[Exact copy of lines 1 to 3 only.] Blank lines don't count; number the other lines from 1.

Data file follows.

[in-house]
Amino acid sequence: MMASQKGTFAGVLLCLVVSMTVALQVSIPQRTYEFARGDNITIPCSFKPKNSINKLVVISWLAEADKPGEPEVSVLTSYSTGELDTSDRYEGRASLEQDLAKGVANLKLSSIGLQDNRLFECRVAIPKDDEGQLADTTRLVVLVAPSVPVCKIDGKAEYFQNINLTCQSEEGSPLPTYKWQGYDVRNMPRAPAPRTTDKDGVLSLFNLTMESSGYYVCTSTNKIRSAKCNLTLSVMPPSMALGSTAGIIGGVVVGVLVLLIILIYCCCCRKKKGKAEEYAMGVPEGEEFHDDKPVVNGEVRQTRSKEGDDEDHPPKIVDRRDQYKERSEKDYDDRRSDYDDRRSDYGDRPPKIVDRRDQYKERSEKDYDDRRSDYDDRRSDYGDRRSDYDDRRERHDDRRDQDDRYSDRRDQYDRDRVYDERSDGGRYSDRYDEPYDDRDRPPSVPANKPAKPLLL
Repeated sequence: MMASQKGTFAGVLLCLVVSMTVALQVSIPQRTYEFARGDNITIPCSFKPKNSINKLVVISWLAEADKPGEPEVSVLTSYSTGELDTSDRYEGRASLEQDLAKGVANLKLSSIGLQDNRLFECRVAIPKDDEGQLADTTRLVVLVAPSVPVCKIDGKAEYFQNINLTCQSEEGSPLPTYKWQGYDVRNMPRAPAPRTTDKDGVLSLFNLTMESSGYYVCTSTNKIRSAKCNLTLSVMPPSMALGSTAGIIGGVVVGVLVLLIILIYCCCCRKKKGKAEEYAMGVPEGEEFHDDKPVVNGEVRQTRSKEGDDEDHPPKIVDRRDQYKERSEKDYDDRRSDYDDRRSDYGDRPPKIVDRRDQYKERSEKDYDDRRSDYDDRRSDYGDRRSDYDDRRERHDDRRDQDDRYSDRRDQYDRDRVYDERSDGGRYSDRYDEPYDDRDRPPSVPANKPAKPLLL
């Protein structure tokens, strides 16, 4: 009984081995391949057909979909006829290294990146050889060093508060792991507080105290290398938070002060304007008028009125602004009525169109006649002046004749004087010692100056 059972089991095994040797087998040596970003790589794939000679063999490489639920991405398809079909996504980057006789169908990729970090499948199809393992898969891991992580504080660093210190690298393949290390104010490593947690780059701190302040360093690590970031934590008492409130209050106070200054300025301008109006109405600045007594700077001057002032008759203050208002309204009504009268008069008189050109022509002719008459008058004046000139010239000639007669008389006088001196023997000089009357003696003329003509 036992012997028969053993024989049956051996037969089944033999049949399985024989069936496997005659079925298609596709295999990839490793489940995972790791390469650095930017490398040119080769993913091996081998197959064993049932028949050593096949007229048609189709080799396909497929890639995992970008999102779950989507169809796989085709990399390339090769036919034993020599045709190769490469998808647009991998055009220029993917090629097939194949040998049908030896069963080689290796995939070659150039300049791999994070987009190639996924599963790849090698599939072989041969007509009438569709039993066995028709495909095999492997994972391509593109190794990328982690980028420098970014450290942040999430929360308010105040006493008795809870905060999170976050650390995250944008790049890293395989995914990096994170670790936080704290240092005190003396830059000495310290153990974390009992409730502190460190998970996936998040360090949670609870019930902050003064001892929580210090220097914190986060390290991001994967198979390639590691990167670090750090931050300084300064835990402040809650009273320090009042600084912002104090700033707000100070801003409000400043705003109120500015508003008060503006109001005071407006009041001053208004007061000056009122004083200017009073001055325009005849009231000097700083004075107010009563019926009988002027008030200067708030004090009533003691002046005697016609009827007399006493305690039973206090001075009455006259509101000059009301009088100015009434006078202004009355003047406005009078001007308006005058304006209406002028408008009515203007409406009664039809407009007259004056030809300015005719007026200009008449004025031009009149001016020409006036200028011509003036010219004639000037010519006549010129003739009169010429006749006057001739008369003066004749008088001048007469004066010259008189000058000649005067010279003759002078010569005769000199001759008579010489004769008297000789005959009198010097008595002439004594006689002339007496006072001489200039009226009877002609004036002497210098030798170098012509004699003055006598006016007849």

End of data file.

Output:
[in-house]
Amino acid sequence: MMASQKGTFAGVLLCLVVSMTVALQVSIPQRTYEFARGDNITIPCSFKPKNSINKLVVISWLAEADKPGEPEVSVLTSYSTGELDTSDRYEGRASLEQDLAKGVANLKLSSIGLQDNRLFECRVAIPKDDEGQLADTTRLVVLVAPSVPVCKIDGKAEYFQNINLTCQSEEGSPLPTYKWQGYDVRNMPRAPAPRTTDKDGVLSLFNLTMESSGYYVCTSTNKIRSAKCNLTLSVMPPSMALGSTAGIIGGVVVGVLVLLIILIYCCCCRKKKGKAEEYAMGVPEGEEFHDDKPVVNGEVRQTRSKEGDDEDHPPKIVDRRDQYKERSEKDYDDRRSDYDDRRSDYGDRPPKIVDRRDQYKERSEKDYDDRRSDYDDRRSDYGDRRSDYDDRRERHDDRRDQDDRYSDRRDQYDRDRVYDERSDGGRYSDRYDEPYDDRDRPPSVPANKPAKPLLL
Repeated sequence: MMASQKGTFAGVLLCLVVSMTVALQVSIPQRTYEFARGDNITIPCSFKPKNSINKLVVISWLAEADKPGEPEVSVLTSYSTGELDTSDRYEGRASLEQDLAKGVANLKLSSIGLQDNRLFECRVAIPKDDEGQLADTTRLVVLVAPSVPVCKIDGKAEYFQNINLTCQSEEGSPLPTYKWQGYDVRNMPRAPAPRTTDKDGVLSLFNLTMESSGYYVCTSTNKIRSAKCNLTLSVMPPSMALGSTAGIIGGVVVGVLVLLIILIYCCCCRKKKGKAEEYAMGVPEGEEFHDDKPVVNGEVRQTRSKEGDDEDHPPKIVDRRDQYKERSEKDYDDRRSDYDDRRSDYGDRPPKIVDRRDQYKERSEKDYDDRRSDYDDRRSDYGDRRSDYDDRRERHDDRRDQDDRYSDRRDQYDRDRVYDERSDGGRYSDRYDEPYDDRDRPPSVPANKPAKPLLL